Although most Canadians might agree that the 2011 federal election campaign is both unwanted and a huge waste of public money, the campaign could actually prove to be important for Canada and West Central Alberta.
Canadians will go to the polls on May 2 in the fourth federal election in seven years, with the price tag this time estimated to be close to $300 million. Whether the political parties will be able to put aside petty bickering long enough to make the massive expense worthwhile remains anyone's guess.
What is already known from the first week of the campaign is that the race will be hard fought in every province and territory. And for the Conservatives, Liberals, NDP and Bloc the stakes couldn't be higher.
Tory leader Stephen Harper probably has both the most to gain and the most to loose in this campaign.
If he is able to finally lead his party to a majority, Harper will be in the clear for the next four years – without the need to consider those meddlesome opposition parties, as he has had to do during the past two terms.
If, on the other hand, Harper leads his party to another minority, his options will remain very limited, forcing him to once again govern with the ever-present possibility of his government being thrown out of office at short notice. And that, in turn, could quickly lead to a revolt in his own party, forcing him to give up the leadership altogether.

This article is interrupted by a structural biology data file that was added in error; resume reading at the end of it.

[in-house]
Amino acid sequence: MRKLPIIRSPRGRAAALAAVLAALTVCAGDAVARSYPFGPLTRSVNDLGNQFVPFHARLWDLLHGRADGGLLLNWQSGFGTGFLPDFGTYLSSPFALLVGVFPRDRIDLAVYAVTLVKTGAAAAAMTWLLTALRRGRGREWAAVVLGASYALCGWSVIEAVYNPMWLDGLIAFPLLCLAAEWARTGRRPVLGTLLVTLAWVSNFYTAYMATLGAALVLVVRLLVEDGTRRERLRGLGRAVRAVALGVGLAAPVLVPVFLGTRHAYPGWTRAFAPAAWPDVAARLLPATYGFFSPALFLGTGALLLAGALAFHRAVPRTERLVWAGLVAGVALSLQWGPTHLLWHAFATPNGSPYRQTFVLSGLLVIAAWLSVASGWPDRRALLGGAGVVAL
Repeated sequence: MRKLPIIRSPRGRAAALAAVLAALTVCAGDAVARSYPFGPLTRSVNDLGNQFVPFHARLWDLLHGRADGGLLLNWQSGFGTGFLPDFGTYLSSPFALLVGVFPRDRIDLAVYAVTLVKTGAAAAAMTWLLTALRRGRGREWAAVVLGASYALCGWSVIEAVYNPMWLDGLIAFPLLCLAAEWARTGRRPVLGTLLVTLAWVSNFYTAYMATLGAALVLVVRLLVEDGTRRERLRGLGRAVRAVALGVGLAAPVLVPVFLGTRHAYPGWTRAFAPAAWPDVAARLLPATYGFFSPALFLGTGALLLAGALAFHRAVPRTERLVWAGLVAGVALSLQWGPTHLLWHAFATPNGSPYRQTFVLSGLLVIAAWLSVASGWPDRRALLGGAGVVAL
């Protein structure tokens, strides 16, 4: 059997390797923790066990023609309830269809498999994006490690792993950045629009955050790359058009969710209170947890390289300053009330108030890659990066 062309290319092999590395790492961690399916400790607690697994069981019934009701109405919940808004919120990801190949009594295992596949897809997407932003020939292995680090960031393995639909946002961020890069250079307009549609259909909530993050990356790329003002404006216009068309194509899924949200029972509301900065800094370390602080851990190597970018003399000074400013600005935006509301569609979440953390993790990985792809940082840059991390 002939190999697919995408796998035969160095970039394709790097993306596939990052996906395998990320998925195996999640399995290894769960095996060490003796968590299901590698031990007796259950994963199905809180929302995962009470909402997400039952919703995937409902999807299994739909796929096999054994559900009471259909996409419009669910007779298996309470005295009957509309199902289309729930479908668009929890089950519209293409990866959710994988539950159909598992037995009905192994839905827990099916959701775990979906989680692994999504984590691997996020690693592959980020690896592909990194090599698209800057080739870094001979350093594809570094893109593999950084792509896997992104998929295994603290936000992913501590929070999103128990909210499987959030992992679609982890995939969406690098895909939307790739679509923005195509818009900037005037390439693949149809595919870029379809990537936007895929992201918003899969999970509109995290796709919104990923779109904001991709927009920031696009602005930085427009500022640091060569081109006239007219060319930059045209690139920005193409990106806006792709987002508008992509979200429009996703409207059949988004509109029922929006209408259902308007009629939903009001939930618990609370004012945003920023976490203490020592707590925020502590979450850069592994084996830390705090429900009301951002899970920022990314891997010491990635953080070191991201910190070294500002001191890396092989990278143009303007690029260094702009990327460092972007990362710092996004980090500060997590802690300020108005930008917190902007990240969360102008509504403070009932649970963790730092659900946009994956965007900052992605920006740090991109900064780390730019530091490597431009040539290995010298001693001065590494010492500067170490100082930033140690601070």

The bottom line for Stephen Harper is that he needs to win a majority or face trouble and lots of it.
For the Liberals the campaign is yet another chance to turn their fortunes around, maybe even getting back to the seat of power after years in the wilderness. On the other hand, another term as official opposition will probably mean the end of Michael Ignatieff’s leadership.
For the NDP and the Bloc the best-case scenario would be another minority government for either the Liberals or the Conservatives; a Grit or Tory majority would be bad news.
Whether the 2011 election campaign turns out to be another down and dirty scrap based on personalities, attack ads and recriminations will depend on whether the party leaders are prepared to make the race instead about taxation, the environment, health care, seniors, education, federal-provincial-municipal relations and other key issues.
Hopefully the candidates in West Central Alberta will make time to discuss and debate those real issues facing area residents.
So what about a prediction of the outcome on May 2? The Tories will win another minority government – and Canadians will be back at the polls in 2013.